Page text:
Bee Pollen is the pollen ball that has been packed by worker honeybees into pellets. Bee bread is also the bee pollen with added nectar and enzymes and stored in brood cells, chambers of honeybees or of wood and mud created by female ground-nesting when the pollen ball is complete, a single female lays an egg on top of the pollen ball, and seals the brood cell. Pollen balls are harvested as food for humans. Bee pollen is sometimes referred to as ambrosia., whereas with honey bees, the thing to keep in mind is that the forager bees that gather pollen do not eat it themselves, since when they transition to foraging, they stop producing the proteolytic enzymes necessary to digest it. So the foragers unload the pollen they`ve gathered directly into open cells located at the interface between the brood and stored honey, creating a typical band of what is called beebread - the substance which is the main food source for honey bee larvae and workers.

Foraging bees bring pollen back to the hive, where they pass it off to other worker bees, who pack the pollen into cells with their heads. During collection and possibly packing, the pollen is mixed with nectar and bee salivary secretions. Bee pollen is the primary source of protein for the hive. This method of packing can be seen in the bee species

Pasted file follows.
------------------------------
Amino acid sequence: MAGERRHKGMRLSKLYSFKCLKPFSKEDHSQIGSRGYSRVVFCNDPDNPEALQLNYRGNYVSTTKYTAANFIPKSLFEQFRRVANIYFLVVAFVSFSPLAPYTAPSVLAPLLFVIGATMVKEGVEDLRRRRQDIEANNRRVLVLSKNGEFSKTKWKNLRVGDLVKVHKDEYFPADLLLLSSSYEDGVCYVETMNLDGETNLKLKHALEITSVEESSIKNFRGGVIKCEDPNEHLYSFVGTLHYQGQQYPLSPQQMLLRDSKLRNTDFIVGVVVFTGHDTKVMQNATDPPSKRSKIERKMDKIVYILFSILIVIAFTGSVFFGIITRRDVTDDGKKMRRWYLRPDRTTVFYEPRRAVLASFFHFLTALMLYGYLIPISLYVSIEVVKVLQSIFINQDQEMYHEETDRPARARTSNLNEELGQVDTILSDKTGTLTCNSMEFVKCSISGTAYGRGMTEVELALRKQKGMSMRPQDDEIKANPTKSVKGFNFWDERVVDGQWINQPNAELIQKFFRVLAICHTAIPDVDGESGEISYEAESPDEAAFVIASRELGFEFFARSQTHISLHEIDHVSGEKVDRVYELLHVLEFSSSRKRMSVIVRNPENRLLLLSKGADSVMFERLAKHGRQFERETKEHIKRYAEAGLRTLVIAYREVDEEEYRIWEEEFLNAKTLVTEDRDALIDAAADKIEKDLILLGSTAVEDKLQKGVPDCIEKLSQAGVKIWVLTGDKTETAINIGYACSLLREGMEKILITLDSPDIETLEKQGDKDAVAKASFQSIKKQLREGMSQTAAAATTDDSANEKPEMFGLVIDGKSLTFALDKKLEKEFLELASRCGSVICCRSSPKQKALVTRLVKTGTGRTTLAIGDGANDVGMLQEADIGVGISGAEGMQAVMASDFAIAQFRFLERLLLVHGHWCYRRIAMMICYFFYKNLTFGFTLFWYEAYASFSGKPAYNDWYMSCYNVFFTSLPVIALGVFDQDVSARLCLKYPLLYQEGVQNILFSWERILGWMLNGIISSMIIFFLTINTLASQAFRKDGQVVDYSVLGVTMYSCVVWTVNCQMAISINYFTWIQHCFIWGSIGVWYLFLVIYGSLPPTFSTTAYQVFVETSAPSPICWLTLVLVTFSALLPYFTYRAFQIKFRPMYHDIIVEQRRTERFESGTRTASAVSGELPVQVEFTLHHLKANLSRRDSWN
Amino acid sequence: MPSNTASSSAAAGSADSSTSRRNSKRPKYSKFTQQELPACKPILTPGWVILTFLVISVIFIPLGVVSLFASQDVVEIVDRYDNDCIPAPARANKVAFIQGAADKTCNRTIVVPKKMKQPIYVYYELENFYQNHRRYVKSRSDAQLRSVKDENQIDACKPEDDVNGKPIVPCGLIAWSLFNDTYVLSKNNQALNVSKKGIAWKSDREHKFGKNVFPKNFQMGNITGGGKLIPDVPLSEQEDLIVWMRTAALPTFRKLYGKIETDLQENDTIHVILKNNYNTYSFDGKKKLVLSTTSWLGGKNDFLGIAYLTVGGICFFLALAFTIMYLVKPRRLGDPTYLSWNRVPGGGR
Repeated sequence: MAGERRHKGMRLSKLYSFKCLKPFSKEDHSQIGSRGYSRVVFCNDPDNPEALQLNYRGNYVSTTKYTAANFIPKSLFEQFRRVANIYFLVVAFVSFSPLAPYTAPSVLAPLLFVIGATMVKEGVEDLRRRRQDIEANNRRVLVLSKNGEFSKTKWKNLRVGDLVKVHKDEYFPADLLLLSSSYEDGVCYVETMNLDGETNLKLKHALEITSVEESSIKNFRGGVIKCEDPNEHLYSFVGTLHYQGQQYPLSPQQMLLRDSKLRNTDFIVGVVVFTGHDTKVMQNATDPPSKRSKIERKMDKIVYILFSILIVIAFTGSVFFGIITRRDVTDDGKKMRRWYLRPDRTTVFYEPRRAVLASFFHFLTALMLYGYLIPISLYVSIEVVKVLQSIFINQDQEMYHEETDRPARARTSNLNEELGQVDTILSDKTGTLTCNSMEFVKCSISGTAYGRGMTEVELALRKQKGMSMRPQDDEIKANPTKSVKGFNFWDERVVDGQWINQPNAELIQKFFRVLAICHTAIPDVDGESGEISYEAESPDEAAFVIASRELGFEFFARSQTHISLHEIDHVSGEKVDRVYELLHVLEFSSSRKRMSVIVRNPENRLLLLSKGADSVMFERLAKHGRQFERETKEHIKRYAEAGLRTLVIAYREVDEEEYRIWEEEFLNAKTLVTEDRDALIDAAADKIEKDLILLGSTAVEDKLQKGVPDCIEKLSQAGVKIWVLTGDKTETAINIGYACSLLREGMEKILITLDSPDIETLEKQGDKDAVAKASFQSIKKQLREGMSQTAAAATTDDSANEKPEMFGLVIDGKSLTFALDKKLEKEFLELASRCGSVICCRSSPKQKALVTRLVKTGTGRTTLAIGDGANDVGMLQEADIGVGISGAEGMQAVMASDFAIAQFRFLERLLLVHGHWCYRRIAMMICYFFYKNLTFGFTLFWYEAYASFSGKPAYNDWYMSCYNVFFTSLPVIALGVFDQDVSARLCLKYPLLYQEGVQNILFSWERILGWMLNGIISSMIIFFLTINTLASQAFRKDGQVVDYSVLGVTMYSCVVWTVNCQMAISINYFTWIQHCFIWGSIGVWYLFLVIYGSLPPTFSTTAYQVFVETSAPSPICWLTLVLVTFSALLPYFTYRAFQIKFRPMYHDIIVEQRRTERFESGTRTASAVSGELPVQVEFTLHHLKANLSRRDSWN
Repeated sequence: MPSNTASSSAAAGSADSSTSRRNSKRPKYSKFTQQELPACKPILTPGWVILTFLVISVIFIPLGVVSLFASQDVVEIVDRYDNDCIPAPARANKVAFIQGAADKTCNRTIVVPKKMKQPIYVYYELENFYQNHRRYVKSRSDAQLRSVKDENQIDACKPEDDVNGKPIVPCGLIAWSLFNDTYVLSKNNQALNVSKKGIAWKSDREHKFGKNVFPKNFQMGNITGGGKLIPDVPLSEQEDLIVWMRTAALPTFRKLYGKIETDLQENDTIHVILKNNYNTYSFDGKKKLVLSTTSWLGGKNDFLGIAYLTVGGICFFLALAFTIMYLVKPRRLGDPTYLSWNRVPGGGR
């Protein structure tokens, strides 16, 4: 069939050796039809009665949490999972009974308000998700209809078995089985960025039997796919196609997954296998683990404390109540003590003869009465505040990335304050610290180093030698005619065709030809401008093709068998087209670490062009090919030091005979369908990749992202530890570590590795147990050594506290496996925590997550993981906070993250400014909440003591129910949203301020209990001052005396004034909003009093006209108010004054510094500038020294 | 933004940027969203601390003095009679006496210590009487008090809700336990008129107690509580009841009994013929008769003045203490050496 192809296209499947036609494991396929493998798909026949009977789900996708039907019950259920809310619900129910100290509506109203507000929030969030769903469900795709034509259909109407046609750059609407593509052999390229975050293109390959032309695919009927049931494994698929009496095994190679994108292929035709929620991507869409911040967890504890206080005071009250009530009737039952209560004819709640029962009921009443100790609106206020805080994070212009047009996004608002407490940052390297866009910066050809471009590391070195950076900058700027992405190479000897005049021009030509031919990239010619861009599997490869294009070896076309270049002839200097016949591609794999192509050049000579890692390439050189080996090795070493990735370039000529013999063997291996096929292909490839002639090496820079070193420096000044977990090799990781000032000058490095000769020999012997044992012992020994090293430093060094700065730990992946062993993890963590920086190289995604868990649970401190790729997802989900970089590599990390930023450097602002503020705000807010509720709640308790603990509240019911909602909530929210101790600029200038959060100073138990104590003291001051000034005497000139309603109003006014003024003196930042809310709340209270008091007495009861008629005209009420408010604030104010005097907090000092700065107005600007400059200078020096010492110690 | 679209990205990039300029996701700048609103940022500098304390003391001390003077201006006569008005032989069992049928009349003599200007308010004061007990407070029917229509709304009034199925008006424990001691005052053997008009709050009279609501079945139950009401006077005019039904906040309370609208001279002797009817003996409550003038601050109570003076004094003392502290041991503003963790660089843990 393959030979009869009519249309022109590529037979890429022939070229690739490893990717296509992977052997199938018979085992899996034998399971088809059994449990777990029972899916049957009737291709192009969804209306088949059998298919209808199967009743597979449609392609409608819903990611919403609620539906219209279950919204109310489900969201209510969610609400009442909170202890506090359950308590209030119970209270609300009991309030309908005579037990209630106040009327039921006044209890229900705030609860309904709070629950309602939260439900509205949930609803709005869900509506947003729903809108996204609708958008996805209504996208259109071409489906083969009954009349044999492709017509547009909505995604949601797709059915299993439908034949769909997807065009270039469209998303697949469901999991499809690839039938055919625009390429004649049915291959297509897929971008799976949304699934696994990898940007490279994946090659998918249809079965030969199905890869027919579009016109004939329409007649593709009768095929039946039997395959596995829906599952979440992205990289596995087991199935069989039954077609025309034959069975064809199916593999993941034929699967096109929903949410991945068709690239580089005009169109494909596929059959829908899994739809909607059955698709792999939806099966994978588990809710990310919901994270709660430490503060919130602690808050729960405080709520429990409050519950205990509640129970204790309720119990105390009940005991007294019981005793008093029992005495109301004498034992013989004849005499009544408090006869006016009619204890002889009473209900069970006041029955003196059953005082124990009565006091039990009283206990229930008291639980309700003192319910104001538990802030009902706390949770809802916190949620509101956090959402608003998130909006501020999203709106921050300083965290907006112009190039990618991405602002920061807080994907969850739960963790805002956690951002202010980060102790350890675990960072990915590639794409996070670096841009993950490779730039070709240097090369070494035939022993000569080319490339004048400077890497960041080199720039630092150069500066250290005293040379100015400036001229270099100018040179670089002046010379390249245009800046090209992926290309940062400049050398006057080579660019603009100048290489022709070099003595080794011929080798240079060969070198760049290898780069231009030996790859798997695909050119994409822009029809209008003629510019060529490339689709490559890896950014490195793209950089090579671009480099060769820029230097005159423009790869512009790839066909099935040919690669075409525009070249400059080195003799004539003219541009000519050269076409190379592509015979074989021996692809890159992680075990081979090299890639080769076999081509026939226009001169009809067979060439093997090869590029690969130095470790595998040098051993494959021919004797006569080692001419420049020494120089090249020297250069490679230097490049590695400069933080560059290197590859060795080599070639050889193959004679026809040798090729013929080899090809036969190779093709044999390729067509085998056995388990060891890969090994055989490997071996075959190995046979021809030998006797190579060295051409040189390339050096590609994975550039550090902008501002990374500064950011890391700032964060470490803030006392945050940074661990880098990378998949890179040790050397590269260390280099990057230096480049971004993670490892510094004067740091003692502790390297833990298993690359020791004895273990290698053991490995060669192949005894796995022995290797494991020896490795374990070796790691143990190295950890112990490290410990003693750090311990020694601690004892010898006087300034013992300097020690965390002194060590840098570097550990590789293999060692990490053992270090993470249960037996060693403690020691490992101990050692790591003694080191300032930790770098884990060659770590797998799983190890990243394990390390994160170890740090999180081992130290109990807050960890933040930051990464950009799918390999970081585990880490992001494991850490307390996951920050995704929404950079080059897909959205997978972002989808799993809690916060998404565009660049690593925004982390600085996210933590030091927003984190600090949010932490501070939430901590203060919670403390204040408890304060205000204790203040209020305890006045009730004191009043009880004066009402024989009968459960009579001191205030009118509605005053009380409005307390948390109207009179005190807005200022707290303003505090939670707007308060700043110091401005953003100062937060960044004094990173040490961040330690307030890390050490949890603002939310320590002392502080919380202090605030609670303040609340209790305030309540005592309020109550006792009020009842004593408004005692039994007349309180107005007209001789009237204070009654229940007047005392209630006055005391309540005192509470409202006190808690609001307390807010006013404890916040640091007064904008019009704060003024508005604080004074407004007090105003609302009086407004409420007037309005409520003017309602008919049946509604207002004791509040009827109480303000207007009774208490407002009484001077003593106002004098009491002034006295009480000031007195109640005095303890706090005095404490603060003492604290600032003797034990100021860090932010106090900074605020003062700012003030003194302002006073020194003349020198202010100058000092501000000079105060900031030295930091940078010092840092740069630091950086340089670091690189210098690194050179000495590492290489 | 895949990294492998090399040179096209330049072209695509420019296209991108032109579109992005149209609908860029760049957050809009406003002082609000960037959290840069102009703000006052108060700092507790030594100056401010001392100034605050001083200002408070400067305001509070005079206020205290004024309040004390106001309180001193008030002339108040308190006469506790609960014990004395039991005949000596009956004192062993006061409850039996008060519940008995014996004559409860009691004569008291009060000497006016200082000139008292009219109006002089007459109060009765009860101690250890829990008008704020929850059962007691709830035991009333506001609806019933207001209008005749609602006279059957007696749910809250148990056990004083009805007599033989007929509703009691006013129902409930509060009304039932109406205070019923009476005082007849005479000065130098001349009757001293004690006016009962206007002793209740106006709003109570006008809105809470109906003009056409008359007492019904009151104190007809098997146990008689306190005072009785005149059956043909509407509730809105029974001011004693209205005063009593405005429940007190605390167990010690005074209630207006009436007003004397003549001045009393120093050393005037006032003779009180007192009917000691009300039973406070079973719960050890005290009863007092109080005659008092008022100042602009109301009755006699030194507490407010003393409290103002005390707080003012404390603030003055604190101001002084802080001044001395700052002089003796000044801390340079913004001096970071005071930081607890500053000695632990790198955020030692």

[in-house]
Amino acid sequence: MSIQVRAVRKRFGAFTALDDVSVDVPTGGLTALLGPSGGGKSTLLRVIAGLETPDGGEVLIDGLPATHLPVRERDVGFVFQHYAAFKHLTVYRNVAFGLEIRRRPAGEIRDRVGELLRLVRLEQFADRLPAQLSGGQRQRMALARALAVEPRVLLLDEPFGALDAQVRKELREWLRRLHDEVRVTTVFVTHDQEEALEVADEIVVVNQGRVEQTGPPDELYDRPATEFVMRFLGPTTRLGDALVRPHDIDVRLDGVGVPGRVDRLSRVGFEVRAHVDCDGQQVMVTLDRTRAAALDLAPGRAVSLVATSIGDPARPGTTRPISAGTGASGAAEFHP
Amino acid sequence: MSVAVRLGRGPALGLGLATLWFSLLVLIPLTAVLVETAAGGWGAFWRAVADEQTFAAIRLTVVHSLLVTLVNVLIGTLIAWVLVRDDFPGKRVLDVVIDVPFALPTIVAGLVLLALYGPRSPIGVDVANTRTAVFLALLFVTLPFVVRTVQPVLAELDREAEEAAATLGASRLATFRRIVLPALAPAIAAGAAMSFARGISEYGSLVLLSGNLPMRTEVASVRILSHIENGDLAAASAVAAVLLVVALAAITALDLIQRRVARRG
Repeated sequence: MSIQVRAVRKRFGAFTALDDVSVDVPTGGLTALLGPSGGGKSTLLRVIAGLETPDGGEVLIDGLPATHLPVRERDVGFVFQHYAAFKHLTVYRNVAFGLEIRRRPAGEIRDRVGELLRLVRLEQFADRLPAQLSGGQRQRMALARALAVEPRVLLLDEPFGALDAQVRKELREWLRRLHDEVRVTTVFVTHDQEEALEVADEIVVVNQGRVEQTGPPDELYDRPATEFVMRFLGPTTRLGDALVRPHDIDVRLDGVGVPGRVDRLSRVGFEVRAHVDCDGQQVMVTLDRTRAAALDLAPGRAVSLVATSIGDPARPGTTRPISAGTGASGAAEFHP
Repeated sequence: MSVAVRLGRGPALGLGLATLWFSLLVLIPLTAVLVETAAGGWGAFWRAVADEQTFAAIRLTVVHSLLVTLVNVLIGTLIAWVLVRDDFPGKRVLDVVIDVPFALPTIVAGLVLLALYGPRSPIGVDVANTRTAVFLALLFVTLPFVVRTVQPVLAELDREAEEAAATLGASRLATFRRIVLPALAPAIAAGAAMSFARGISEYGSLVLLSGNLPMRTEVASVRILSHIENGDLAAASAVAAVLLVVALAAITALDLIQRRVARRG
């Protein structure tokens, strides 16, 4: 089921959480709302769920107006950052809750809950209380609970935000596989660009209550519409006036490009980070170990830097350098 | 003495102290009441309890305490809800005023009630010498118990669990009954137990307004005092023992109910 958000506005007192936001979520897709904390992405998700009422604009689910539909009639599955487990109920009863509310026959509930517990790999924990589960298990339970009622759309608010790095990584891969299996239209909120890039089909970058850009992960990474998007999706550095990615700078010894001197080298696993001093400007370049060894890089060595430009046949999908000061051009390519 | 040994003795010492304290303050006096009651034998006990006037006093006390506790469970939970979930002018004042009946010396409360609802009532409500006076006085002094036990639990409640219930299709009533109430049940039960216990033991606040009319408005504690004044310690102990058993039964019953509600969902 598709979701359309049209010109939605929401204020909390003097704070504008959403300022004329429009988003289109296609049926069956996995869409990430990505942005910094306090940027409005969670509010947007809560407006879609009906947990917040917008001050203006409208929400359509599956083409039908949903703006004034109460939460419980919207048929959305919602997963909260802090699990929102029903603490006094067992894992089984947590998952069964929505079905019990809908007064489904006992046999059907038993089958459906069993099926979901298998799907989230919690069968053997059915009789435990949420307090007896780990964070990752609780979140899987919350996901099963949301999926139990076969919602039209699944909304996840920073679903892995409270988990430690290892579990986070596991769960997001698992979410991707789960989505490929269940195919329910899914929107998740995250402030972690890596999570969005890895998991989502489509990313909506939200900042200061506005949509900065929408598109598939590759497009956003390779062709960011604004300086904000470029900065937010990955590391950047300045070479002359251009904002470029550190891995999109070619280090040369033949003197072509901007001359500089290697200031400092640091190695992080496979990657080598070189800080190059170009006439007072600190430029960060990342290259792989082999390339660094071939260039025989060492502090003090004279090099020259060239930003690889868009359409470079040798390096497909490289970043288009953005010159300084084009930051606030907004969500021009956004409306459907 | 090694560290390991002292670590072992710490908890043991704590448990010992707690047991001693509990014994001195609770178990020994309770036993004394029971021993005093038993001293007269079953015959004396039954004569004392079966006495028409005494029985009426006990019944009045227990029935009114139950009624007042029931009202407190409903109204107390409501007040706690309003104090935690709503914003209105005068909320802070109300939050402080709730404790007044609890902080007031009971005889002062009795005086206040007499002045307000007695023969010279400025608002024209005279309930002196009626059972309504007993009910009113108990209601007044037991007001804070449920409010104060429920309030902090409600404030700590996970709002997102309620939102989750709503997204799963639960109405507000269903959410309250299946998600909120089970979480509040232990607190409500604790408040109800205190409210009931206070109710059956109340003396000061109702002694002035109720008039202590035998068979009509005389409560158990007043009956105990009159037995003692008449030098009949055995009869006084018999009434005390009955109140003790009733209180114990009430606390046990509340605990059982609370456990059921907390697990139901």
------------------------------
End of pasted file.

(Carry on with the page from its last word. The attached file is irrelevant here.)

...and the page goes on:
Composition

Like honey and propolis, other well-known honey bee products that are gathered rather than secreted (i.e., in contrast to royal jelly and beeswax), the exact chemical composition depends on the plants the worker bees gather the pollen from, and can vary from hour to hour, day to day, week to week, colony to colony, even in the same apiary, with no two samples of bee pollen exactly identical. Accordingly, chemical and nutritional analyses of bee pollen apply only to the specific samples being tested, and cannot be extrapolated to samples gathered in other places or other times. Although there is no specific chemical composition, the average composition is said to be 40-60% simple sugars (fructose and glucose), 20-60% proteins, 3% minerals and vitamins, 1-32% fatty acids, and 5% diverse other components. A study of bee pollen samples showed that they may contain 188 kinds of fungi and 29 kinds of bacteria. Despite this microbial diversity, stored pollen (also called bee bread) is a preservation environment similar to honey, and contains consistently low microbial biomass.

Use as a health supplement

Bee pollen has been touted by herbalists as a treatment for a variety of medical conditions but there is scientific controversy with some saying it does not have any health benefits whilst others claiming it does. Nonetheless there seems to remain the potential risks of consuming bee pollen that include contamination by fungal mycotoxins, pesticides or toxic metals. Bee pollen is safe for short term use, but for those with pollen allergies, allergic reactions may occur (shortness of breath, hives, swelling, and anaphylaxis). Bee pollen is not safe for pregnant women and should not be used during breastfeeding. The Food and Drug Administration has warned against the use of some bee pollen products because they are adulterated with unapproved drugs including sibutramine and phenolphthalein.

Bee Pollen